Three employees view data monitors.

National Criticality Experiments Research Center (NCERC)

Three employees view data monitors.

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National Criticality Experiments Research Center (NCERC)

NCERC logo

The National Criticality Experiments Research Center (NCERC) is located at the NNSS and operated by the Los Alamos National Laboratory (LANL). NCERC maintains a substantial special nuclear material (SNM) inventory and expertise to support a variety of nuclear security missions, including nuclear criticality safety research and training, nuclear emergency response, nuclear nonproliferation, and support for other government agencies requiring hands-on access to significant quantities of nuclear material in numerous configurations. Operations conducted at the NCERC include both subcritical and critical experiments with the ability to measure a wide variety of nuclear properties to meet sponsor needs.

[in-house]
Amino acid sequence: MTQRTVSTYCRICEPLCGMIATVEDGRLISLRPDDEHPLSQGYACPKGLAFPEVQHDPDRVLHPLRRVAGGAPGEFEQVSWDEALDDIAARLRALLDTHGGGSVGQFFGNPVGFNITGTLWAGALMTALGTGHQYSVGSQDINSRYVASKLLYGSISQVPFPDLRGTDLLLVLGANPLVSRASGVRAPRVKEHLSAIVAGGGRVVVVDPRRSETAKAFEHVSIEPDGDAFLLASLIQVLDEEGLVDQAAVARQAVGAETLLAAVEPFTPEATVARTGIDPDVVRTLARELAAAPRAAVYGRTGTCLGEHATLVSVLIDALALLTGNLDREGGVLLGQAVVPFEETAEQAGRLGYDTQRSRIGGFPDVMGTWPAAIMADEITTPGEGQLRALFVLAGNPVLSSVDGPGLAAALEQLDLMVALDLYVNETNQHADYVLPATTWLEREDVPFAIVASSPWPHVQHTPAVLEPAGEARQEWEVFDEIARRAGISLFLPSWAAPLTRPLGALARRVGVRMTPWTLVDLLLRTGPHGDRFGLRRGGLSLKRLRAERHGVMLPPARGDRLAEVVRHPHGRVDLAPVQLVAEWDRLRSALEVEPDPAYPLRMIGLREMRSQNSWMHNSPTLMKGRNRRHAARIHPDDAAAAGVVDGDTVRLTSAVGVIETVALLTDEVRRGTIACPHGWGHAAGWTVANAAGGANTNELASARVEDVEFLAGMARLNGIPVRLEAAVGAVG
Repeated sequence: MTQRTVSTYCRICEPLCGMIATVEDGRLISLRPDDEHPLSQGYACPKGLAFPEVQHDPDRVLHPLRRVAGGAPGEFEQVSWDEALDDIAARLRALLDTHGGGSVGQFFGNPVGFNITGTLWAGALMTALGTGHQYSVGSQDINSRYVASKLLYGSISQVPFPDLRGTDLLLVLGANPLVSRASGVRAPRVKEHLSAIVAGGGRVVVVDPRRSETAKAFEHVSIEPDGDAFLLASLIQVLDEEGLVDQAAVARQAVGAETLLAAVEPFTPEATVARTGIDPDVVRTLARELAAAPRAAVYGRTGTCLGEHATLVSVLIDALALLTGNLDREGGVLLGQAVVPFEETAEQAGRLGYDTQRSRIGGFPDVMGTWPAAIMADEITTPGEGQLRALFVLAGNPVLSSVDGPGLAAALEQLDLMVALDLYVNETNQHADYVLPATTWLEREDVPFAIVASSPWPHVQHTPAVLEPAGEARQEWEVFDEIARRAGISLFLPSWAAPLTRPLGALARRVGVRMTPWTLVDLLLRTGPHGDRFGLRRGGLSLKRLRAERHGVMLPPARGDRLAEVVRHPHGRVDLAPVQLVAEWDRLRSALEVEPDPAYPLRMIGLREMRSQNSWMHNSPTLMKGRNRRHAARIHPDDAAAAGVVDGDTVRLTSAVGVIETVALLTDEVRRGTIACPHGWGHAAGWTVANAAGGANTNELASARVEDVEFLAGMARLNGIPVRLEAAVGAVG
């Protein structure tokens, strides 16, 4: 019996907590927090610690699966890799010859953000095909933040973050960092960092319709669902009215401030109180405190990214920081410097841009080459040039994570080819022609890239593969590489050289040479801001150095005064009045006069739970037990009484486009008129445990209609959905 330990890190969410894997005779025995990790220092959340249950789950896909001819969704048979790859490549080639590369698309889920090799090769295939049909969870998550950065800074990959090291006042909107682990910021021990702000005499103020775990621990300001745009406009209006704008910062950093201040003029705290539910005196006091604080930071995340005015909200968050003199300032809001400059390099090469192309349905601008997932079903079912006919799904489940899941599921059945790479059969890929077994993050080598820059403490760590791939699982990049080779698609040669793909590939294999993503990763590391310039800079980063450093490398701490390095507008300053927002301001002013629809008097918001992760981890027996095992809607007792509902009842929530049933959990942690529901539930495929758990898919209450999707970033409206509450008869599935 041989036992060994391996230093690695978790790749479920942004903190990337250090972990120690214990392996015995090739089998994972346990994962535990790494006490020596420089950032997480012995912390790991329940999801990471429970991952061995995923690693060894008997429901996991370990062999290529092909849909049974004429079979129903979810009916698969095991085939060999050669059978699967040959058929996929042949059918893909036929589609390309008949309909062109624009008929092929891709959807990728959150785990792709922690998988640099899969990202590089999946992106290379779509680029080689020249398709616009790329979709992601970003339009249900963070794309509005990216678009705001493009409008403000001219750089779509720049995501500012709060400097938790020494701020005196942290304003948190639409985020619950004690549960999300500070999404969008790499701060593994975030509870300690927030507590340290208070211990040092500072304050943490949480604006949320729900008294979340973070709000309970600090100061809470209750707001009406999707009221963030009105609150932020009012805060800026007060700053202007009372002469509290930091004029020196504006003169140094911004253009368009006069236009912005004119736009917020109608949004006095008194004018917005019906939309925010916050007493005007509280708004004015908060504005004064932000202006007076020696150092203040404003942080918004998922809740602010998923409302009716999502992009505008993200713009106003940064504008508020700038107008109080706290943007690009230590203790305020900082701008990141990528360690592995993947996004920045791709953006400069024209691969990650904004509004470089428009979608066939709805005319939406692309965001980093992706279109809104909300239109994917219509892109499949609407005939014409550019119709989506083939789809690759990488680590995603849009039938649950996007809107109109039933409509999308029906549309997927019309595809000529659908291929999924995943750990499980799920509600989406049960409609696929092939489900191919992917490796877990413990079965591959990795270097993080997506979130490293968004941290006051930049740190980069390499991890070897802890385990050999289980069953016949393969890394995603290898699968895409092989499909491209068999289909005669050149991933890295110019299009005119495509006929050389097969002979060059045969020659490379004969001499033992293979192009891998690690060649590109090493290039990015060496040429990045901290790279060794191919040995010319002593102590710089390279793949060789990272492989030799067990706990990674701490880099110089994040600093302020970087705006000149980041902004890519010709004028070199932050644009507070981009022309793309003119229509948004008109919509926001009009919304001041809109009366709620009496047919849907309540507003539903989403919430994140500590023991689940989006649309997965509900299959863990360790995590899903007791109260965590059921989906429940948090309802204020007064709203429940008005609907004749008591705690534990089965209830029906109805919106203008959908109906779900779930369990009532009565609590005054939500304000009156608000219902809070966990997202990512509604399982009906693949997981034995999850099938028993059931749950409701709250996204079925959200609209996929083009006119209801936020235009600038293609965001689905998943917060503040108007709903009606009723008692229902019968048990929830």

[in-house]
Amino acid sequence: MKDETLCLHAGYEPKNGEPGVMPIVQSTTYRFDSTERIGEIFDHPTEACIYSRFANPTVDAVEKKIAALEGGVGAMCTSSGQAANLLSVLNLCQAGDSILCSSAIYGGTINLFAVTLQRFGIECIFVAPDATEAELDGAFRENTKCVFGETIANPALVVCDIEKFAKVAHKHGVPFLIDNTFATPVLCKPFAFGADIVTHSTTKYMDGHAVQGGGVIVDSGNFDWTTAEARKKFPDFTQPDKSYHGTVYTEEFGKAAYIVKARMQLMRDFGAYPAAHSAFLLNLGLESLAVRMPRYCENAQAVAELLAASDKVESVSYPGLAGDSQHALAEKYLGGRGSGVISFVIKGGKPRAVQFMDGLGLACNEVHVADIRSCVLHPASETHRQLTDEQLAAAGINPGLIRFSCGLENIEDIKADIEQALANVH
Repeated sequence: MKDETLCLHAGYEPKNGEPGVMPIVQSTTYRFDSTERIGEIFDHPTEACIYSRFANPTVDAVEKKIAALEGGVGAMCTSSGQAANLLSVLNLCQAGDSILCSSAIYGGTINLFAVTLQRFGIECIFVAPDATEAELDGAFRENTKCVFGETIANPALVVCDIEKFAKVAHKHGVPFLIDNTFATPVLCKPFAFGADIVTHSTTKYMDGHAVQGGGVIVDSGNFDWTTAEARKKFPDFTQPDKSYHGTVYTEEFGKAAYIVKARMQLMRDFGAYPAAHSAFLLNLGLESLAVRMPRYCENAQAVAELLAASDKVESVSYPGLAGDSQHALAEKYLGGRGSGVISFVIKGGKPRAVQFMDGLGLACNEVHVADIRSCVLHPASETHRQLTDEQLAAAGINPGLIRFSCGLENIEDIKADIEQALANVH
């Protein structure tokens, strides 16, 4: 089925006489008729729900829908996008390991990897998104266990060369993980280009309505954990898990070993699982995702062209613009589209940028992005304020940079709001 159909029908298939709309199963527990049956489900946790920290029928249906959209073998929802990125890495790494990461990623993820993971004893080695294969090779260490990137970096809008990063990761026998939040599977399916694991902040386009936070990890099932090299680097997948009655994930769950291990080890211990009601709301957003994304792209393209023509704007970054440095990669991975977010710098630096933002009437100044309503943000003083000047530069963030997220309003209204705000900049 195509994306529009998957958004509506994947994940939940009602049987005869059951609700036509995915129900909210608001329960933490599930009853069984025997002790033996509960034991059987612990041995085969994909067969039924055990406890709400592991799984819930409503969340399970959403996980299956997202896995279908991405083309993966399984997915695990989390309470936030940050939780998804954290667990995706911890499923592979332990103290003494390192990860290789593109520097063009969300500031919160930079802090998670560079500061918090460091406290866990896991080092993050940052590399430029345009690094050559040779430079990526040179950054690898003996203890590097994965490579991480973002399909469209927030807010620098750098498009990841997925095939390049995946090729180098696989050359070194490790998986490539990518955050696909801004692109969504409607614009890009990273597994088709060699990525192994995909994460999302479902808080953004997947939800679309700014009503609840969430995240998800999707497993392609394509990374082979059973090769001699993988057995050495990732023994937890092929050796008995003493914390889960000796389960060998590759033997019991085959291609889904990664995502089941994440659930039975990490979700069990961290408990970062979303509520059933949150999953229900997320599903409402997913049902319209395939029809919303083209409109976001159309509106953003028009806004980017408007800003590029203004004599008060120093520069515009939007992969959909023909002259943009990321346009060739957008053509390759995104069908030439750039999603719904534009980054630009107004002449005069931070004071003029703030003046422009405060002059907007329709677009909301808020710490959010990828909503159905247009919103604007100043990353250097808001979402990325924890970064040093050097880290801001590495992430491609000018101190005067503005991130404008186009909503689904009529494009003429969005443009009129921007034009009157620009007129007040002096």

The NCERC originated as the Los Alamos Critical Experiments Facility (LACEF) located at TA-18 at LANL in New Mexico. The capability originated during a time of national crisis to support the development of nuclear weapons. Subsequently, the work at LACEF contributed to a full range of programs involving applications of nuclear energy, basic measurements of nuclear parameters, kinetic behavior of chain reacting systems, nuclear weapons safety, detector development, and nuclear criticality safety. Later, important program activities in nuclear emergency response, arms control, and nuclear nonproliferation were undertaken.